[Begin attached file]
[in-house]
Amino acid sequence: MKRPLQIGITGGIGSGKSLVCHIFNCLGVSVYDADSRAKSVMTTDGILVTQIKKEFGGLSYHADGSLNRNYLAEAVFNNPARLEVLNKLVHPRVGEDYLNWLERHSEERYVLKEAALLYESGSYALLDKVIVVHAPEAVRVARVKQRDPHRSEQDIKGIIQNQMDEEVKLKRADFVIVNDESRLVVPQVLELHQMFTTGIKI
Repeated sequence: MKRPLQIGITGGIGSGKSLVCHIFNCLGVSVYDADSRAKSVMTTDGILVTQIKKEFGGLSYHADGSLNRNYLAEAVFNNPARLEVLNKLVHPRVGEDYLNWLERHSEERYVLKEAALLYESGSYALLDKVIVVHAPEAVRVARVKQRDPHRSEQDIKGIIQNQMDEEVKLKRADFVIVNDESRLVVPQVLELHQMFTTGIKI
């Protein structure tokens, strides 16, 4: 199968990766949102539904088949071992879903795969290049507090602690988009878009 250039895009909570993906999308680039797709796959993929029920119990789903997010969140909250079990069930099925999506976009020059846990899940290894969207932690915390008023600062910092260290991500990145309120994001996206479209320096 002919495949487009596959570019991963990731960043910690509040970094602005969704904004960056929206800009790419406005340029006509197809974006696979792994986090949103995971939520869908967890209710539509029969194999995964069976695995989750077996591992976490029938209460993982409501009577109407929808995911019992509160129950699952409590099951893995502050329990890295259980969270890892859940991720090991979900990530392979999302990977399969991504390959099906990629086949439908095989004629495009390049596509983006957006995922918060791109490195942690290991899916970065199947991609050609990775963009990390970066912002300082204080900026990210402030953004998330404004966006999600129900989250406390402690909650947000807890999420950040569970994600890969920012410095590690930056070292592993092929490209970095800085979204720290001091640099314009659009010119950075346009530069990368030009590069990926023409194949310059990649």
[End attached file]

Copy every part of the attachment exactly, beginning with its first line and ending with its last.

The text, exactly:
[in-house]
Amino acid sequence: MKRPLQIGITGGIGSGKSLVCHIFNCLGVSVYDADSRAKSVMTTDGILVTQIKKEFGGLSYHADGSLNRNYLAEAVFNNPARLEVLNKLVHPRVGEDYLNWLERHSEERYVLKEAALLYESGSYALLDKVIVVHAPEAVRVARVKQRDPHRSEQDIKGIIQNQMDEEVKLKRADFVIVNDESRLVVPQVLELHQMFTTGIKI
Repeated sequence: MKRPLQIGITGGIGSGKSLVCHIFNCLGVSVYDADSRAKSVMTTDGILVTQIKKEFGGLSYHADGSLNRNYLAEAVFNNPARLEVLNKLVHPRVGEDYLNWLERHSEERYVLKEAALLYESGSYALLDKVIVVHAPEAVRVARVKQRDPHRSEQDIKGIIQNQMDEEVKLKRADFVIVNDESRLVVPQVLELHQMFTTGIKI
């Protein structure tokens, strides 16, 4: 199968990766949102539904088949071992879903795969290049507090602690988009878009 250039895009909570993906999308680039797709796959993929029920119990789903997010969140909250079990069930099925999506976009020059846990899940290894969207932690915390008023600062910092260290991500990145309120994001996206479209320096 002919495949487009596959570019991963990731960043910690509040970094602005969704904004960056929206800009790419406005340029006509197809974006696979792994986090949103995971939520869908967890209710539509029969194999995964069976695995989750077996591992976490029938209460993982409501009577109407929808995911019992509160129950699952409590099951893995502050329990890295259980969270890892859940991720090991979900990530392979999302990977399969991504390959099906990629086949439908095989004629495009390049596509983006957006995922918060791109490195942690290991899916970065199947991609050609990775963009990390970066912002300082204080900026990210402030953004998330404004966006999600129900989250406390402690909650947000807890999420950040569970994600890969920012410095590690930056070292592993092929490209970095800085979204720290001091640099314009659009010119950075346009530069990368030009590069990926023409194949310059990649």